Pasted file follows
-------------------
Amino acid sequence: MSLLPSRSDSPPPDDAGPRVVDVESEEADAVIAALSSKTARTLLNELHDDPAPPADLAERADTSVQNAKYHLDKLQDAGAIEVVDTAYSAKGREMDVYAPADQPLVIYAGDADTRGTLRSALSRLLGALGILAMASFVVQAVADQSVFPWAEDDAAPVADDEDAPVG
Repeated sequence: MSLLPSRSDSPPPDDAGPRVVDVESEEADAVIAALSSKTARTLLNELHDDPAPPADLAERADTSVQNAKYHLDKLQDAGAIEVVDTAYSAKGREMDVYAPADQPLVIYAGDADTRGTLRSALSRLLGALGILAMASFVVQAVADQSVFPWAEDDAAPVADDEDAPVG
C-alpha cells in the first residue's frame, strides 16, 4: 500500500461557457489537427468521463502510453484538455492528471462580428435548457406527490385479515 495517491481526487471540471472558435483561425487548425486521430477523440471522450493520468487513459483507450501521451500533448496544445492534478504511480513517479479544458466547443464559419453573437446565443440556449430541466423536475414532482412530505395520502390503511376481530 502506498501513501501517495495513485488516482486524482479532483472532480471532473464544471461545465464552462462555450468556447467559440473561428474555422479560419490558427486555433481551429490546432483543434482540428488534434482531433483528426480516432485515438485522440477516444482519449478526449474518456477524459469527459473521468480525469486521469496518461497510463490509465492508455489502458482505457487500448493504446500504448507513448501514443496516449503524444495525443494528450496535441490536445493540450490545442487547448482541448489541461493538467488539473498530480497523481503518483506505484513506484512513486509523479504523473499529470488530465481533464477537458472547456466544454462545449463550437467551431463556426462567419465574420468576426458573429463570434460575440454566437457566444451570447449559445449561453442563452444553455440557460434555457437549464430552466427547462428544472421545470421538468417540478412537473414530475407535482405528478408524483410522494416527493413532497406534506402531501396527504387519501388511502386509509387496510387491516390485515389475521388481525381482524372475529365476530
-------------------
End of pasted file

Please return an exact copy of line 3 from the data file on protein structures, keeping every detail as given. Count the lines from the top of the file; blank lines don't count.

C-alpha cells in the first residue's frame, strides 16, 4: 500500500461557457489537427468521463502510453484538455492528471462580428435548457406527490385479515 495517491481526487471540471472558435483561425487548425486521430477523440471522450493520468487513459483507450501521451500533448496544445492534478504511480513517479479544458466547443464559419453573437446565443440556449430541466423536475414532482412530505395520502390503511376481530 502506498501513501501517495495513485488516482486524482479532483472532480471532473464544471461545465464552462462555450468556447467559440473561428474555422479560419490558427486555433481551429490546432483543434482540428488534434482531433483528426480516432485515438485522440477516444482519449478526449474518456477524459469527459473521468480525469486521469496518461497510463490509465492508455489502458482505457487500448493504446500504448507513448501514443496516449503524444495525443494528450496535441490536445493540450490545442487547448482541448489541461493538467488539473498530480497523481503518483506505484513506484512513486509523479504523473499529470488530465481533464477537458472547456466544454462545449463550437467551431463556426462567419465574420468576426458573429463570434460575440454566437457566444451570447449559445449561453442563452444553455440557460434555457437549464430552466427547462428544472421545470421538468417540478412537473414530475407535482405528478408524483410522494416527493413532497406534506402531501396527504387519501388511502386509509387496510387491516390485515389475521388481525381482524372475529365476530